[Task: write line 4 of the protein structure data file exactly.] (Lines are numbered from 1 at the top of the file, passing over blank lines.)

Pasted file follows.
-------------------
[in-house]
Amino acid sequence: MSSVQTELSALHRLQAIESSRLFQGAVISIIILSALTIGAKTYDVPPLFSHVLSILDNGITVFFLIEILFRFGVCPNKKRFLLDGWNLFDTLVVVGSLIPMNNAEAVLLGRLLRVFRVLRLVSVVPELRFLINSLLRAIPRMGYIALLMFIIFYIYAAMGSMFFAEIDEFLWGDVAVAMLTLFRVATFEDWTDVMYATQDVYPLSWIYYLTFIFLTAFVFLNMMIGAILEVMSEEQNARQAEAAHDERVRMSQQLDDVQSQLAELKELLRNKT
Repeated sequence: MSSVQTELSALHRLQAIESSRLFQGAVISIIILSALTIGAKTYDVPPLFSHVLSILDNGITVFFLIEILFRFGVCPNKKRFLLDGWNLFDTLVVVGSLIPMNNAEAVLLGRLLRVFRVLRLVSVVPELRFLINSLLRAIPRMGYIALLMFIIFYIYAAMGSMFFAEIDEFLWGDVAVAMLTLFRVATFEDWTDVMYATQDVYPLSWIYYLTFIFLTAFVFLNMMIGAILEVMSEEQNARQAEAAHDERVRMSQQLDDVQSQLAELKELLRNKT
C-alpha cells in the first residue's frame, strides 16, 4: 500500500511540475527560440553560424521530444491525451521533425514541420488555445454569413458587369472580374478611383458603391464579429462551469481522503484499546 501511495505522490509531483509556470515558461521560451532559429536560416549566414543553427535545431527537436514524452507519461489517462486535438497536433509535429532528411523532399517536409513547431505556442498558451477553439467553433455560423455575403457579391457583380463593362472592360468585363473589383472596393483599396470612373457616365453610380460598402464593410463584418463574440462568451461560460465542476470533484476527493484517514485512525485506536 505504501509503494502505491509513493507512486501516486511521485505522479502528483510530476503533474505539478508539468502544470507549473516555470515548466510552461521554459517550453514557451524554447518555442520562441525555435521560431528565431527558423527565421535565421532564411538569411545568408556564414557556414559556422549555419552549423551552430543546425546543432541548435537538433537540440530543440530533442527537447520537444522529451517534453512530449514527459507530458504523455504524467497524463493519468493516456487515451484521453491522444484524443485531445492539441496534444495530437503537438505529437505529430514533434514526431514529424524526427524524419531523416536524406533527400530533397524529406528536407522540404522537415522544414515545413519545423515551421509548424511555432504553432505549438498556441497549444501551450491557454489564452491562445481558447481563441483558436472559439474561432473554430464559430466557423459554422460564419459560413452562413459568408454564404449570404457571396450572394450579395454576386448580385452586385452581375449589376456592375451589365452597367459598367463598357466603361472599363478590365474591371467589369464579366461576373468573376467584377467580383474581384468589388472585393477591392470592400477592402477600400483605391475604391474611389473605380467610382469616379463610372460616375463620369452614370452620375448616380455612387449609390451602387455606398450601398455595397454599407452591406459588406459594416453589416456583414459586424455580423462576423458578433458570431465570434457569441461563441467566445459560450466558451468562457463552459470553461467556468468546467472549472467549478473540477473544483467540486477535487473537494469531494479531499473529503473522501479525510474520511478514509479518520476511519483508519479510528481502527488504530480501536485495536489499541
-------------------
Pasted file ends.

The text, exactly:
C-alpha cells in the first residue's frame, strides 16, 4: 500500500511540475527560440553560424521530444491525451521533425514541420488555445454569413458587369472580374478611383458603391464579429462551469481522503484499546 501511495505522490509531483509556470515558461521560451532559429536560416549566414543553427535545431527537436514524452507519461489517462486535438497536433509535429532528411523532399517536409513547431505556442498558451477553439467553433455560423455575403457579391457583380463593362472592360468585363473589383472596393483599396470612373457616365453610380460598402464593410463584418463574440462568451461560460465542476470533484476527493484517514485512525485506536 505504501509503494502505491509513493507512486501516486511521485505522479502528483510530476503533474505539478508539468502544470507549473516555470515548466510552461521554459517550453514557451524554447518555442520562441525555435521560431528565431527558423527565421535565421532564411538569411545568408556564414557556414559556422549555419552549423551552430543546425546543432541548435537538433537540440530543440530533442527537447520537444522529451517534453512530449514527459507530458504523455504524467497524463493519468493516456487515451484521453491522444484524443485531445492539441496534444495530437503537438505529437505529430514533434514526431514529424524526427524524419531523416536524406533527400530533397524529406528536407522540404522537415522544414515545413519545423515551421509548424511555432504553432505549438498556441497549444501551450491557454489564452491562445481558447481563441483558436472559439474561432473554430464559430466557423459554422460564419459560413452562413459568408454564404449570404457571396450572394450579395454576386448580385452586385452581375449589376456592375451589365452597367459598367463598357466603361472599363478590365474591371467589369464579366461576373468573376467584377467580383474581384468589388472585393477591392470592400477592402477600400483605391475604391474611389473605380467610382469616379463610372460616375463620369452614370452620375448616380455612387449609390451602387455606398450601398455595397454599407452591406459588406459594416453589416456583414459586424455580423462576423458578433458570431465570434457569441461563441467566445459560450466558451468562457463552459470553461467556468468546467472549472467549478473540477473544483467540486477535487473537494469531494479531499473529503473522501479525510474520511478514509479518520476511519483508519479510528481502527488504530480501536485495536489499541